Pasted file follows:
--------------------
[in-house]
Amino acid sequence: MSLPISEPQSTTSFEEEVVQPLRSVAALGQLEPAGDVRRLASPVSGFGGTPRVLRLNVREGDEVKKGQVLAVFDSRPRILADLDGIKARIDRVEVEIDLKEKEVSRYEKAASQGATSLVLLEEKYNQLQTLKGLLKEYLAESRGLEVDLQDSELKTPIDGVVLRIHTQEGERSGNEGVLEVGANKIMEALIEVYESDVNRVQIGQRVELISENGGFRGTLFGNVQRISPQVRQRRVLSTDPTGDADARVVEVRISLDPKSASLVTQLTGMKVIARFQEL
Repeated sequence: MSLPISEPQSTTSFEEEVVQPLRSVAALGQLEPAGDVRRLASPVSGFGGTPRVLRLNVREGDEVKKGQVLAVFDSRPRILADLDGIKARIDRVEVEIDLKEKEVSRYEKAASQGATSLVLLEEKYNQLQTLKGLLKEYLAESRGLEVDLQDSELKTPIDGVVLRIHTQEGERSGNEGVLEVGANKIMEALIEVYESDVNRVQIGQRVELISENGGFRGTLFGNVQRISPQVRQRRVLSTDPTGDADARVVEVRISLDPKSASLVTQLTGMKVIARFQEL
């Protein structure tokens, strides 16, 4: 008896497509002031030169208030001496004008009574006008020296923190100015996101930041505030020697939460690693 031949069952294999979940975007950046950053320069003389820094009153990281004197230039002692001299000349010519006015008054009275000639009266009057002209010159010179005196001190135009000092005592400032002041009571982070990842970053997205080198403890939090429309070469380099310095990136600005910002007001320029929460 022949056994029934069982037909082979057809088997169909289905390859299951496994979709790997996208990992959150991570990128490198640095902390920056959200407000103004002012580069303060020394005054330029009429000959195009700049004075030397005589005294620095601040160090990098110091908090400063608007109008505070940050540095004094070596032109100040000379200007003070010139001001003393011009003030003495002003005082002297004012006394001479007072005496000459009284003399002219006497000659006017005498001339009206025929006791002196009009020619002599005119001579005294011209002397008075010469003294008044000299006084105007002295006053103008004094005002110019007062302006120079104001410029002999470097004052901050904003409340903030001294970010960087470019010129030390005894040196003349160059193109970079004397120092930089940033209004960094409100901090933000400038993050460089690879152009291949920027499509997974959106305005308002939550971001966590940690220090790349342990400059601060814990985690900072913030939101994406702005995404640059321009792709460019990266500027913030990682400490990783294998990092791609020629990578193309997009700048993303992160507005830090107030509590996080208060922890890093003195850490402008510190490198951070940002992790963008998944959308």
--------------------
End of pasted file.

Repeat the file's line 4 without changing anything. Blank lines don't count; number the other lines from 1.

């Protein structure tokens, strides 16, 4: 008896497509002031030169208030001496004008009574006008020296923190100015996101930041505030020697939460690693 031949069952294999979940975007950046950053320069003389820094009153990281004197230039002692001299000349010519006015008054009275000639009266009057002209010159010179005196001190135009000092005592400032002041009571982070990842970053997205080198403890939090429309070469380099310095990136600005910002007001320029929460 022949056994029934069982037909082979057809088997169909289905390859299951496994979709790997996208990992959150991570990128490198640095902390920056959200407000103004002012580069303060020394005054330029009429000959195009700049004075030397005589005294620095601040160090990098110091908090400063608007109008505070940050540095004094070596032109100040000379200007003070010139001001003393011009003030003495002003005082002297004012006394001479007072005496000459009284003399002219006497000659006017005498001339009206025929006791002196009009020619002599005119001579005294011209002397008075010469003294008044000299006084105007002295006053103008004094005002110019007062302006120079104001410029002999470097004052901050904003409340903030001294970010960087470019010129030390005894040196003349160059193109970079004397120092930089940033209004960094409100901090933000400038993050460089690879152009291949920027499509997974959106305005308002939550971001966590940690220090790349342990400059601060814990985690900072913030939101994406702005995404640059321009792709460019990266500027913030990682400490990783294998990092791609020629990578193309997009700048993303992160507005830090107030509590996080208060922890890093003195850490402008510190490198951070940002992790963008998944959308």